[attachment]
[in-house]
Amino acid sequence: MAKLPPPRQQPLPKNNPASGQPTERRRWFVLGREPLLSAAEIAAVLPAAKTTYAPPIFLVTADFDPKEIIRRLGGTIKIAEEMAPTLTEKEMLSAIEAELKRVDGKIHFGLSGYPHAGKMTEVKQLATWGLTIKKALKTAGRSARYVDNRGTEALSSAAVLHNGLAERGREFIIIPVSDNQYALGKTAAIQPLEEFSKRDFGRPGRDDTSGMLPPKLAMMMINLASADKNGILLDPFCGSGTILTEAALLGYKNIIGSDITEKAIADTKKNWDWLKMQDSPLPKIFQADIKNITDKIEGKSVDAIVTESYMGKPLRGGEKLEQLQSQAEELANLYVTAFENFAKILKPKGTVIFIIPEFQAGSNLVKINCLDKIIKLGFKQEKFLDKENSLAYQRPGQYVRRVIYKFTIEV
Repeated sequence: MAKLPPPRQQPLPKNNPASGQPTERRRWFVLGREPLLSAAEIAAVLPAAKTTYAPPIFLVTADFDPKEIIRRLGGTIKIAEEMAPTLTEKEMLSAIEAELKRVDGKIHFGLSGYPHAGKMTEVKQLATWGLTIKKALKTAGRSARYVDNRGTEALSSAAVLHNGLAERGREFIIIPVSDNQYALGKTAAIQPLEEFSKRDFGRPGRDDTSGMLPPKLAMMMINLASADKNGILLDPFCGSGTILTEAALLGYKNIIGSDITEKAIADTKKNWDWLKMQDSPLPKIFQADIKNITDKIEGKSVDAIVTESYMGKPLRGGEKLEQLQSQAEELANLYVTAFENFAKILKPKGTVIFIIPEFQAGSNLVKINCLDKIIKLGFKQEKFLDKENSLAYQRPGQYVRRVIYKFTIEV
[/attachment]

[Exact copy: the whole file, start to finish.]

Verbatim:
[in-house]
Amino acid sequence: MAKLPPPRQQPLPKNNPASGQPTERRRWFVLGREPLLSAAEIAAVLPAAKTTYAPPIFLVTADFDPKEIIRRLGGTIKIAEEMAPTLTEKEMLSAIEAELKRVDGKIHFGLSGYPHAGKMTEVKQLATWGLTIKKALKTAGRSARYVDNRGTEALSSAAVLHNGLAERGREFIIIPVSDNQYALGKTAAIQPLEEFSKRDFGRPGRDDTSGMLPPKLAMMMINLASADKNGILLDPFCGSGTILTEAALLGYKNIIGSDITEKAIADTKKNWDWLKMQDSPLPKIFQADIKNITDKIEGKSVDAIVTESYMGKPLRGGEKLEQLQSQAEELANLYVTAFENFAKILKPKGTVIFIIPEFQAGSNLVKINCLDKIIKLGFKQEKFLDKENSLAYQRPGQYVRRVIYKFTIEV
Repeated sequence: MAKLPPPRQQPLPKNNPASGQPTERRRWFVLGREPLLSAAEIAAVLPAAKTTYAPPIFLVTADFDPKEIIRRLGGTIKIAEEMAPTLTEKEMLSAIEAELKRVDGKIHFGLSGYPHAGKMTEVKQLATWGLTIKKALKTAGRSARYVDNRGTEALSSAAVLHNGLAERGREFIIIPVSDNQYALGKTAAIQPLEEFSKRDFGRPGRDDTSGMLPPKLAMMMINLASADKNGILLDPFCGSGTILTEAALLGYKNIIGSDITEKAIADTKKNWDWLKMQDSPLPKIFQADIKNITDKIEGKSVDAIVTESYMGKPLRGGEKLEQLQSQAEELANLYVTAFENFAKILKPKGTVIFIIPEFQAGSNLVKINCLDKIIKLGFKQEKFLDKENSLAYQRPGQYVRRVIYKFTIEV